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In the special case where a bowling ball has initial translational velocity but no initial angular velocity, the bowling ball will experience a contact force due to Coulomb friction $\mu mg$.

In the special case where the bowling ball has initial translational velocity $v$ and initial angular velocity $\omega$ such that $v$ = $r$ x $\omega$, where $r$ is the radius of the ball, the contact force is $0$ and the ball is rolling without slipping.

In the general case where the bowling ball has initial translational velocity $v$ and initial angular velocity $\omega$; such that $\omega \ne 0$ and such that $v \ne r$ x $\omega$, is the contact force still $\mu mg$? Or will it depends on the relative speed between the ball and the surface; eg $v$ - ($r$ x $\omega)$ ?

Reference: https://bowlingknowledge.info/images/stories/what_makes_a_bowling_ball_hook.pdf

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  • $\begingroup$ Friction opposes relative motion it is of two types static and kinetic here since there is relative slipping when the case when v=/ rw the friction is normal force times coefficient of kinetic friction $\endgroup$ – Prateek Mourya Nov 21 at 5:07
  • $\begingroup$ in theory is still the same, in practice I don't know $\endgroup$ – Wolphram jonny Nov 21 at 6:05
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In the special case where the bowling ball has initial translational velocity $v$ and initial angular velocity ω such that $v = r ω$, where $r$ is the radius of the ball, the contact force is 0 and the ball is rolling without slipping.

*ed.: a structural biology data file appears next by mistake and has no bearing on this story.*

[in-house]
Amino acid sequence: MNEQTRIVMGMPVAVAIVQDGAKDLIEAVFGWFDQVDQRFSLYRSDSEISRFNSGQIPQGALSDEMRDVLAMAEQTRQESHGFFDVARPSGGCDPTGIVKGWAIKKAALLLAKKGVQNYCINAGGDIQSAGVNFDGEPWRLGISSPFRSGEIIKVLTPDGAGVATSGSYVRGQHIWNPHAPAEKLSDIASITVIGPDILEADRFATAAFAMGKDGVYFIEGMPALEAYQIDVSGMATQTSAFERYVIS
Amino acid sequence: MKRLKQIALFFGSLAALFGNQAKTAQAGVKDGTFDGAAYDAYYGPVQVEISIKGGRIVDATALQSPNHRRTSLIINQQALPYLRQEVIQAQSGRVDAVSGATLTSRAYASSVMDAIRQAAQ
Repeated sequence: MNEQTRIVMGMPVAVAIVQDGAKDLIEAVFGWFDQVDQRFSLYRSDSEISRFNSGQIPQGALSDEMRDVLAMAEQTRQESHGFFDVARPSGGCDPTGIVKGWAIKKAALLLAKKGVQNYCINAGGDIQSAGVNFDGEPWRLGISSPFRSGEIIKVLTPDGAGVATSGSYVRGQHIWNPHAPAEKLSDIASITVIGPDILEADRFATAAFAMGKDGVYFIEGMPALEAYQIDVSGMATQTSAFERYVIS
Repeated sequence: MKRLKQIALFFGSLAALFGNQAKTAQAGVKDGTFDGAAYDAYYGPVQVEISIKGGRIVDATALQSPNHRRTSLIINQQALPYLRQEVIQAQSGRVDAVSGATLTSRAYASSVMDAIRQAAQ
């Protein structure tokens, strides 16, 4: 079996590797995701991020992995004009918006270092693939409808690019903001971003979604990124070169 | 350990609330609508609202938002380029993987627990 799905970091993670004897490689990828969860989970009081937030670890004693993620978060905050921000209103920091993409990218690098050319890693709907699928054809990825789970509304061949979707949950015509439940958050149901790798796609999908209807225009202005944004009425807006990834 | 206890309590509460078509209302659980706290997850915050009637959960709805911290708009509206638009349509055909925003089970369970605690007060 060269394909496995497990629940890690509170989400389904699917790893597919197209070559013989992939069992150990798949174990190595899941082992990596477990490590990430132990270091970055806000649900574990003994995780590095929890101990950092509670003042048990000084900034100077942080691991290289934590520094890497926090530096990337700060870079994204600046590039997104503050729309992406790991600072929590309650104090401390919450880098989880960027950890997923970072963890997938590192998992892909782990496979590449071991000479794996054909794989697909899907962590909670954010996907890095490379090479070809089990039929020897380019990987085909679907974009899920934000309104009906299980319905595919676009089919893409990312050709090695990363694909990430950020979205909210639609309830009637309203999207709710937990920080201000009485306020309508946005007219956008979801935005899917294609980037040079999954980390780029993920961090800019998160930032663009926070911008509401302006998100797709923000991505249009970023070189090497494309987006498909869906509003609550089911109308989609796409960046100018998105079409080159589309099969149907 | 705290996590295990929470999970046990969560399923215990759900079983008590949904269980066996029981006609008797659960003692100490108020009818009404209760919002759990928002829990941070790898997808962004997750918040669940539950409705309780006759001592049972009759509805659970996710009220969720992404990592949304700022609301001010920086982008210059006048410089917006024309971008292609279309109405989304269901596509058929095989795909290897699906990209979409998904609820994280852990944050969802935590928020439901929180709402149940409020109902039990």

No. It's not really a 'special case'. The friction force is always:

$$F_f=F_N \mu_k$$

where:

$$F_N=mg$$

Its direction is always opposite to the relative direction of motion of the two surfaces.

No matter what the initial angular velocity $\omega$ is, the restoring torque $F_f r=\mu_k mg r$ will ensure over time that $v=\omega r$. The time needed will depend on inertial moment $I$and friction coefficient $\mu$:

$$\mu_k mgr=\alpha I$$

where

$$\alpha= \frac{\text{d}\omega}{\text{d}t}$$

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enter image description here

If you write the equations of motion for this free body diagram you obtain:

$$m\,\ddot{x}=F-F_c$$ $$I\,\ddot{\varphi}=F_c\,r$$

you have two situation

I) rolling condition

this mean that $$x=\,r\,\varphi~,\Rightarrow~\ddot{x}=r\,\ddot{\varphi}$$

thus you obtain for the contact force $F_c$

$$F_c=\frac{F\,I}{I+m\,r^2}$$

II) sliding condition

in this case the contact force is a function of : $$F_c=F_c(s~,\mu~,N)$$

where

  • $s=\dot{x}-r\,\dot{\varphi}$ the sliding velocity
  • $\mu$ the friction coefficient
  • $N=m\,g$ the normal force

enter image description here

with $$s\mapsto \frac{\dot{x}-\omega\,r}{\omega\,r}$$ $$F_{c,\text{max}}=\mu_{\text{max}}\,N$$ $$F_{c,g}=\mu_{g}\,N$$

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